Otto Porter's NBA debut is imminent. After sitting out the entire preseason and the first month of the season with a mysterious hip injury, the third pick in the 2013 NBA draft is set to finally suit up. Even if it's not tonight against the Milwaukee Bucks, it should happen soon, most likely within the next week or so. This is a good thing, right?
Porter's injury has had a detrimental effect on his conditioning, so at least initially, he's probably going to play limited minutes and be half a step slower than normal. The players he'll take minutes from - Trevor Ariza and Martell Webster will be the most directly affected by Porter's debut, and Chris Singleton will most likely be shifted even further down the bench - have been very effective so far. Webster and Ariza are both making more than 40% of their three pointers while playing solid defense in the case of Webster and excellent defense in the case of Ariza.
Even under the best of circumstances, there's always a learning curve for rookies. Porter's a smart player, with a more NBA ready game than almost anyone else taken in the lottery this year, and should be able to do a lot of the same things as both players. He's just not going to do them as well, at least not initially. The adjustment to the NBA three point line is difficult for a lot of players. Last season, only two rookies shot better than 40% from behind the arc and one of them was 28 year old Chris Copeland. Porter made 42% of his tries from the shorter college three point line last year, but he's not a pure shooter in the vein of Bradley Beal and is unlikely to duplicate his NCAA performance in his first year as a professional.
There's also an enormous adjustment to be made on the defensive end. Porter was an excellent defensive player in college, but a lot of the players he was matched up against were smaller and less athletic than the wings he'll be expected to guard. Forget the Lebrons and Carmelos of the league, even mediocre small forwards like Wilson Chandler and Jared Dudley are tougher covers than anyone Porter checked at Georgetown. He should eventually catch up and be one of the better defensive players in the NBA, it's just not going to happen immediately.
Even though Porter won't be as good as Webster or Ariza right off the bat, having him in the rotation should have something of a trickle down effect in which the team as a whole improves. Porter's natural position, small forward, is the same as Webster's and Ariza's, so he's going to take time away from them. That said, every minute Porter plays won't necessarily come from Ariza and Webster. Both are capable of playing shooting guard and occasionally sliding down to power forward in small ball lineups. Porter should be able to do the same things, and even saw time at shooting guard during the Summer League. No, it wasn't pretty, and all three are at their best when playing small forward, but they should be able to soak up some minutes at the four and the two. What does this mean? Less Garrett Temple, less Jan Vesely and less of a minutes burden on an already over-worked starting lineup. As much as Porter may struggle at first, he's still going to be better than anyone currently coming off the bench.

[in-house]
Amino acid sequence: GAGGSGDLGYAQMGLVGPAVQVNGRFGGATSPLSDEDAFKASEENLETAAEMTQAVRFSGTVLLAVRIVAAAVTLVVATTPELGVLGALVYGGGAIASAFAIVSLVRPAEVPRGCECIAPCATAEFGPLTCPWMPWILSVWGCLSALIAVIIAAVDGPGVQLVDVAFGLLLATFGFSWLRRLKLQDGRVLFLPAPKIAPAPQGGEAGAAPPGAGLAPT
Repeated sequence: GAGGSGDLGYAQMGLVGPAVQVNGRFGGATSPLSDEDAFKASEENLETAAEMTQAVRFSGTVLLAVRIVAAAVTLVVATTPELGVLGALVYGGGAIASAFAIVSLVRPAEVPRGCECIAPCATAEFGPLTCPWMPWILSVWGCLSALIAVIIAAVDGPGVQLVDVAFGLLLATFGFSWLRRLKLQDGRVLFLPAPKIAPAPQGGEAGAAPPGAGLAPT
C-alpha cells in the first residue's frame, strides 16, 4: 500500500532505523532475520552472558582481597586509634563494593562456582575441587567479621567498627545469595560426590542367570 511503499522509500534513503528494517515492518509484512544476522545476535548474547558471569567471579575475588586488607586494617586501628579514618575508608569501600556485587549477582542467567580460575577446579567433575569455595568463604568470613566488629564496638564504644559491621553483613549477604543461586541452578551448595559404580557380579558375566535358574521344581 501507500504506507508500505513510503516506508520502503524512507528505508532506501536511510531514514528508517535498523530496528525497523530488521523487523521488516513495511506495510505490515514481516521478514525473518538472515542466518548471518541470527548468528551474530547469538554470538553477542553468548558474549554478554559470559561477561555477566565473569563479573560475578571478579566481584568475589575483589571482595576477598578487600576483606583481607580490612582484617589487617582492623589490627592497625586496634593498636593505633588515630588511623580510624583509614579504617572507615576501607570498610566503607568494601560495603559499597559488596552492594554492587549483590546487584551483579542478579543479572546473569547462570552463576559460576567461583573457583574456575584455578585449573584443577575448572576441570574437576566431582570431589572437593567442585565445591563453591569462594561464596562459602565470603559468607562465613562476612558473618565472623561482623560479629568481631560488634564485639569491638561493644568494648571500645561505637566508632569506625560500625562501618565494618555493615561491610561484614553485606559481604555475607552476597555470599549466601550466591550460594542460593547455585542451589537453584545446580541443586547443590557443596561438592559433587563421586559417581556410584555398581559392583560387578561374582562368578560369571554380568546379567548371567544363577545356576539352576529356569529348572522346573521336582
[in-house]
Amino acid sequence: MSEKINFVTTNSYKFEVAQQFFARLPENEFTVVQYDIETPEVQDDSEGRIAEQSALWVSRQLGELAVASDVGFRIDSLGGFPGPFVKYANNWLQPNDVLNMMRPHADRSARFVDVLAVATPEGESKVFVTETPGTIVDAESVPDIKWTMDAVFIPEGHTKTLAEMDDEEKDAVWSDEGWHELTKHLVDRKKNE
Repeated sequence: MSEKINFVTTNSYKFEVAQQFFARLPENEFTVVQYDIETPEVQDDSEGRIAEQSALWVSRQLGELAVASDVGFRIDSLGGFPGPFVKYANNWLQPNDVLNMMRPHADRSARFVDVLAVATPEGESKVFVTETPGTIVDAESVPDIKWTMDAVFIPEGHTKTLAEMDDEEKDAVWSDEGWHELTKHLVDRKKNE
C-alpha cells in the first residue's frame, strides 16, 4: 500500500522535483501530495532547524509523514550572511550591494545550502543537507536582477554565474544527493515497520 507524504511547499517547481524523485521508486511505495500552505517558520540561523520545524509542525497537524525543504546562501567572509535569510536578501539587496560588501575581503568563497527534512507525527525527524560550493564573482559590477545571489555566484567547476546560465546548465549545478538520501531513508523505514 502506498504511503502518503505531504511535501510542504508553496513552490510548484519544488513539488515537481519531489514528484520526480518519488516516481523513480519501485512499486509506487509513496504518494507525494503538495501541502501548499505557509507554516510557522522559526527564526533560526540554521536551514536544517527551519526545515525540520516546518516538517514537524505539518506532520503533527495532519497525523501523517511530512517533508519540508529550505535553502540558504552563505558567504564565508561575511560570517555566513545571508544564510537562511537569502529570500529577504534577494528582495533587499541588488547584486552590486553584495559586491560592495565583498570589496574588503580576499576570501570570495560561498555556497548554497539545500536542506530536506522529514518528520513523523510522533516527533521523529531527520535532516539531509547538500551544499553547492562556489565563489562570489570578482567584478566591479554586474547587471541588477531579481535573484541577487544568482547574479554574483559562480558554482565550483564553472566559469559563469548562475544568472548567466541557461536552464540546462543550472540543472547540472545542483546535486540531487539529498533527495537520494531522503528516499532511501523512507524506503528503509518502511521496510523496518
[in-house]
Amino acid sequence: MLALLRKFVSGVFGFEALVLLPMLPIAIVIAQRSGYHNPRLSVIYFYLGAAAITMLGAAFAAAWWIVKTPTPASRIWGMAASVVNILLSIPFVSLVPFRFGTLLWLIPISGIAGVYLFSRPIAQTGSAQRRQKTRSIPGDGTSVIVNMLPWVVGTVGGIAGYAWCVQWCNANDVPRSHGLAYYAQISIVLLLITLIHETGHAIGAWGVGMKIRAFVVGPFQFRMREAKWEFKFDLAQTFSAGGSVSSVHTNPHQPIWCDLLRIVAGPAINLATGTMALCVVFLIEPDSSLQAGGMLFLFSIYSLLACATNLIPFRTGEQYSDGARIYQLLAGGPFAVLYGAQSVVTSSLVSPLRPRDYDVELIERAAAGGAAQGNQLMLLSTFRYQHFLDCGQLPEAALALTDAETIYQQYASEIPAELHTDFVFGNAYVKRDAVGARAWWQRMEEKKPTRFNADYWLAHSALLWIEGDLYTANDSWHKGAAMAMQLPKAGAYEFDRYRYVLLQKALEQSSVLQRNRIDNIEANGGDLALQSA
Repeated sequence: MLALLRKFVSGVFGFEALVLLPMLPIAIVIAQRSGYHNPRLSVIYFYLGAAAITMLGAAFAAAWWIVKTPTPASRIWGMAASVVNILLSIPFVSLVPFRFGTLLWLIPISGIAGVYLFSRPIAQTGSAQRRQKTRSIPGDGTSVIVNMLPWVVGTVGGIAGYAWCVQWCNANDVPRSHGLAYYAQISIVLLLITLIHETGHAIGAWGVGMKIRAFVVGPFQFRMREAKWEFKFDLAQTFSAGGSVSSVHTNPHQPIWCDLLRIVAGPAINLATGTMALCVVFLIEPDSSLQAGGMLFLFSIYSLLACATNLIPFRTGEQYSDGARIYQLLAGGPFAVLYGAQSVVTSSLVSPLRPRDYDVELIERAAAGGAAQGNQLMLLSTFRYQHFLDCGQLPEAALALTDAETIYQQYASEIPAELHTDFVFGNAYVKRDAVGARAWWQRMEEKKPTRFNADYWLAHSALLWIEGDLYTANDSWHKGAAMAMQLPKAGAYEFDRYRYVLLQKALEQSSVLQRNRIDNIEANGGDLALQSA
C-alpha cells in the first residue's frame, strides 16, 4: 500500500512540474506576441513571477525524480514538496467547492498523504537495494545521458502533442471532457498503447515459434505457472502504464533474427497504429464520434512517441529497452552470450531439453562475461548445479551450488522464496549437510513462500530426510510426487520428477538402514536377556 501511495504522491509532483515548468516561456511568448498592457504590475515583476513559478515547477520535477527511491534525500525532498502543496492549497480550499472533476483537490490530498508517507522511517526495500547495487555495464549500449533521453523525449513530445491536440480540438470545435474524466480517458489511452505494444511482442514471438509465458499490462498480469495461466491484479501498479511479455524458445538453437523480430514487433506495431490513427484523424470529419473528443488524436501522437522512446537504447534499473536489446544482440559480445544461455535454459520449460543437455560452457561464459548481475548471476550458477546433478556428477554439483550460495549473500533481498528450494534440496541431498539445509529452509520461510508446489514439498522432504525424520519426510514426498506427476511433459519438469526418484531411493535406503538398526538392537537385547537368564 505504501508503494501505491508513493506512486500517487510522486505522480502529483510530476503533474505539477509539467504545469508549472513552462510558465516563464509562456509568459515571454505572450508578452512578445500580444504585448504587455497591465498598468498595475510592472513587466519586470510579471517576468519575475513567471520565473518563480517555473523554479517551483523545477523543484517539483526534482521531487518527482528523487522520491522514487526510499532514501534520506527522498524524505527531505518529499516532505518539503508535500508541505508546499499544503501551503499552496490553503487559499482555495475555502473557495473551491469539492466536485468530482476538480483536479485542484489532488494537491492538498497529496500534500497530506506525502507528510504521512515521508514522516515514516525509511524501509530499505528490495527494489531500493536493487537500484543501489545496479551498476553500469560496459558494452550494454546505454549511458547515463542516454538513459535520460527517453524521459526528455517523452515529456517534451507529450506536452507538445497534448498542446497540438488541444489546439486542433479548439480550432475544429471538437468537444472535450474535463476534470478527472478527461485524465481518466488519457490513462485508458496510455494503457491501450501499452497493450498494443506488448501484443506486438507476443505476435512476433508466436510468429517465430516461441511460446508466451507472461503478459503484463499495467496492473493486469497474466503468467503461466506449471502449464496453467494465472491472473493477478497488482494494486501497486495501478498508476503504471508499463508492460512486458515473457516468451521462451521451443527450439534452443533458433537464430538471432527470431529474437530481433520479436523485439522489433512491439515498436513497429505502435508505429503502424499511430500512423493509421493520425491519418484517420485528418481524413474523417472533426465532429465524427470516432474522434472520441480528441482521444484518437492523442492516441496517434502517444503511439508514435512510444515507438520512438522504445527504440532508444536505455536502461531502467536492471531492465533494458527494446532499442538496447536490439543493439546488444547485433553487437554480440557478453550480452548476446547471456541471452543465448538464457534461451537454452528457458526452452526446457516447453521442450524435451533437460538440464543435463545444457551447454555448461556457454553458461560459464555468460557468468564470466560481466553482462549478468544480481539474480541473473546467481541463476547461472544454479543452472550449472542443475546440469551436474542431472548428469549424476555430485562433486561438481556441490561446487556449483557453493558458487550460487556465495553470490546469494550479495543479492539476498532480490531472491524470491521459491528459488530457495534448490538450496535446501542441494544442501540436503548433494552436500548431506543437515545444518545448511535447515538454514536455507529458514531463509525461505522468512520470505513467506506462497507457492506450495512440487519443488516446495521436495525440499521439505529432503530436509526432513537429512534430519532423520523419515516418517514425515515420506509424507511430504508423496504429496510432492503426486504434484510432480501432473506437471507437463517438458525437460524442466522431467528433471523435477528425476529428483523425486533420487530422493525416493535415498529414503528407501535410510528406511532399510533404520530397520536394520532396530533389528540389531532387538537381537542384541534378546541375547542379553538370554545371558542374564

Porter's return could also mean that Ariza's days in the District are numbered. You only need so many lanky small forwards who can hit a three pointer from the corner and Washington has three (four if you count Singleton). Ariza becomes a luxury, not a necessity, once Porter's up to speed and his wing defense, shooting and expiring deal could be attractive to almost any team. New Orleans, Houston, and Brooklyn are the most obvious trading partners if Washington decides to deal him, and he should at least in theory be enough to snag a third or fourth big man to plug into the frontcourt rotation. At the same time, the Wizards are dangerously close to the luxury tax and John Wall's extension calls for him to receive a seven million dollar per year raise which, coincidentally, is about what Ariza makes. Either way, he's probably gone, but there was no way the team was going to trade him with both Porter and Bradley Beal on the shelf.
Porter's long-delayed rookie season could go in a number of different directions. His lack of shot creating abilities and middling athleticism could prevent him from being much more than a role player, while his high basketball IQ and athletic indicators in college mean that he could still find a way to be a very good pro player. And soon we'll be able to find out.